The Police Chief - December 2011 - (Page 16)

FROM THE ASSISTANT DIRECTOR The U.S. Secret Service Partners with State, Local, and International Law Enforcement to Pursue the World’s Most Wanted Cybercriminals O n April 14, 1865, five days after the formal end of the American Civil War President Abraham Lincoln met with Secretary of the Treasury Hugh McCulloch to combat the United States’ overwhelming counterfeit currency problem. The idea of creating the U.S. Secret Service was born the very day that Abraham Lincoln traveled to Ford’s Theater and was assassinated. As one of the oldest federal investigative law enforcement agencies in the United States, the Secret Service was—and still is—mandated with the mission of suppressing counterfeiting and protecting America’s financial payment systems (among other duties including protection of the president, the vice president, and former elected leaders). Today, as the financial payment methods evolve, so does the Secret Service. In addition to its original mandate of combating the counterfeiting of U.S. currency, the passage of new legislation in 1984 gave the Secret Service authority for investigating credit card and debit card fraud and parallel authority with other federal law enforcement agencies in identity theft cases. Also in 1984, Congress assigned concurrent jurisdiction to the Secret Service to investigate financial crimes as they relate to computers. In 2001, Congress, through the USA Patriot Act, directed the Secret Service to establish nationwide electronic crimes task forces that partners law enforcement, the private sector, and academia in detecting and suppressing computer-based crime. Furthermore, the USA Patriot Act increased the statutory penalties for the manufacture, the possession, the dealing, and the passage of counterfeit U.S. or foreign obligations. The USA Patriot Act allows Secret Service enforcement action to be taken in protecting the U.S. financial payment systems while combating transnational financial crimes directed by criminal organizations. In fiscal year 2010, the Secret Service arrested 1,217 suspects for cybercrime-related violations, with a fraud loss of $507 million. As the original protectors of the U.S. financial payment systems, the Secret Service exercises broad investigative THE POLICE CHIEF/DECEMBER 2011 jurisdiction over a variety of cybercrimes and financial crimes. Secret Service Task Force Strategies To protect the U.S. critical financial infrastructure from cybercriminals and financial criminals, the Secret Service has adopted a multipronged approach. The Secret Service, joining with law enforcement partners, has successfully dismantled some of the largest known cybercriminal organizations by working through the agency’s established network of 31 Electronic Crimes Task Forces (ECTFs) and 38 Financial Crimes Task Forces (FCTFs). The Secret Service ECTFs focus on identifying and locating international cybercriminals involved in network intrusions, bank frauds, data breaches, and other computerrelated crimes. With the recent additions of the two international ECTFs in Rome, Italy, and London, England, local law enforcement members A.T. Smith, Assistant Director, Office of Investigations, U.S. Secret Service, Washington, D.C. are able to leverage their task force participation into Europe, where cybercriminals have operated with impunity. In addition, the ECTF state and local law enforcement partners are provided with computer-based training, tools, and equipment to enhance their investigative skills. Over the last several years, the Secret Service has partnered with Dutch law enforcement in fighting eastern European–based cybercrime. The Secret Service sends cybercrimes agents to work with the Dutch on a three-week temporary assignment rotation. These embedded agents provide the Secret Service a year-round presence with the Dutch, which allows for the sharing of information on criminal tactics, techniques, and cyber intelligence. Reciprocity exists; the Dutch officers of the National High Tech Crime Unit are sent to the United States to work with Secret Service personnel within ECTFs located throughout the country. This international “law enforcement exchange program” enables a robust sharing of information between the two organizations. This Secret Service law enforcement exchange model has recently been expanded to the Ukraine. Although this partnership is in its developmental stage, it already has paid huge dividends in the large amounts of data seized and has given investigators a foothold into a previously lawless refuge. In an effort to strengthen foreign membership to the ECTFs, the Secret Service also has met with law enforcement representatives from Belgium, Germany, France, Spain, Norway, Colombia, China (Hong Kong), Australia, New Zealand, and Russia to identify areas where they can work together to combat cybercrime. Complementing the ECTFs are the Secret Service’s 38 domestic FCTFs, which focus on preventing the exploitation of financial instruments by organized criminal groups. The FCTFs are not dedicated to electronic crimes, but they work closely with financial institutions and local law enforcement to solve traditional financial crimes schemes. Simply stated, the FCTFs arrest criminals and prevent monetary loss to financial 16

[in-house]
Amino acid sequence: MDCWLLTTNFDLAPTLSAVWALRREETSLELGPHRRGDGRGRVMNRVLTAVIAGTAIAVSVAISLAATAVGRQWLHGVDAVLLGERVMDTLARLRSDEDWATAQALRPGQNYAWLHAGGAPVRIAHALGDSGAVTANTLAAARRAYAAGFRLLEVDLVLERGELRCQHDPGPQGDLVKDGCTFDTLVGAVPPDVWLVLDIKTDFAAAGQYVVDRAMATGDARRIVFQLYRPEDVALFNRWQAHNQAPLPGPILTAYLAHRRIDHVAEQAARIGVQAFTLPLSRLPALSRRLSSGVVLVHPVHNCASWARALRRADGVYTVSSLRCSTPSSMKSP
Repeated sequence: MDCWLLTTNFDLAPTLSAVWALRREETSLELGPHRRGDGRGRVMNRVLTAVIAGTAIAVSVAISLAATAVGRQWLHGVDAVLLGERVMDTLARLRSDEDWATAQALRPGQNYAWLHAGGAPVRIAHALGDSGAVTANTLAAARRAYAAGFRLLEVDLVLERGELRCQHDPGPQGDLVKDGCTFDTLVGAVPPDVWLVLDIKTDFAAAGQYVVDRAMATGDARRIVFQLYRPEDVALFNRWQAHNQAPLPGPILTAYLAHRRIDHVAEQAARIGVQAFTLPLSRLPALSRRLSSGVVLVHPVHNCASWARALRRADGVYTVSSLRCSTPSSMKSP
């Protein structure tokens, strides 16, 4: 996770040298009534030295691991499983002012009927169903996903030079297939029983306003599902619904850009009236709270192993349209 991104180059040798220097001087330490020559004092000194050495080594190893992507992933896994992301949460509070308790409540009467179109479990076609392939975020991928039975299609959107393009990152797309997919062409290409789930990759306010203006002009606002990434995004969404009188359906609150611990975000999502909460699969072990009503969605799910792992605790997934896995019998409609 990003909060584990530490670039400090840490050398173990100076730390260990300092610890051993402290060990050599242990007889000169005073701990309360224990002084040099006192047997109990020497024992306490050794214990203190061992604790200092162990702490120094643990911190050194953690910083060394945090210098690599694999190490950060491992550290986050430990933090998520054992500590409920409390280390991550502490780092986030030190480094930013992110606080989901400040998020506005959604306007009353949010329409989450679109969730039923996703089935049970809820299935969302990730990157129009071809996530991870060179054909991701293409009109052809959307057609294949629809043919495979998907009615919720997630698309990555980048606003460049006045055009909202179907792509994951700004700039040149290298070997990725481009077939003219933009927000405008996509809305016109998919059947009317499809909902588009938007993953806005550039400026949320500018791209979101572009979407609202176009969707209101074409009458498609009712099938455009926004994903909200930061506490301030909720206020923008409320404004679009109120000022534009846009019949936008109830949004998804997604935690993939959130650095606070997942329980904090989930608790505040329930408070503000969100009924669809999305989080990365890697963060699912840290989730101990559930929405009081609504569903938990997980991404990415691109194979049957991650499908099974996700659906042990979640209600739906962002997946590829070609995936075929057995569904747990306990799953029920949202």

Table of Contents for the Digital Edition of The Police Chief - December 2011

President’s Message: The Time for a National Commission Has Come
Legislative Alert: National Criminal Justice Commission Legislation Falls Short of Passage
IACP Foundation: Fueled Up to Fund the Foundation: Harley-Davidson Raffle Kicked Off at Conference
Chief’s Counsel: Postincident Video Review
From the Assistant Director: The U.S. Secret Service Partners with State, Local, and International Law Enforcement to Pursue the World’s Most Wanted Cybercriminals
Advances & Applications
Taking the Straw Man to the Ground: Arguments in Support of the Linear Use-of-Force Continuum
How Police Can Use Hospital Laws to Speed Processing in Hospital Emergency Departments
On Choosing the Right Operational Police Physician
Report of the 118th Annual IACP Conference: Chicago
Board of Officers
General Assemblies
IACP Business
Exhibit Hall
Special Events
Thank You, Chicago
Life Members
New Members
Exhibitor Update
Intelligence-Led Policing: The Future Is Now
“Just a Volunteer”: Supporting An Agency’s Volunteer Program through Difficult Times
Providing Effective Policing for Aboriginal Communities
The IACP and Alcatel-Lucent Present International and Domestic Police Officer of the Year Awards
2011 Author Index
2011 Subject Index
Technology Talk
Index to Advertisers
Highway Safety Initiatives

The Police Chief - December 2011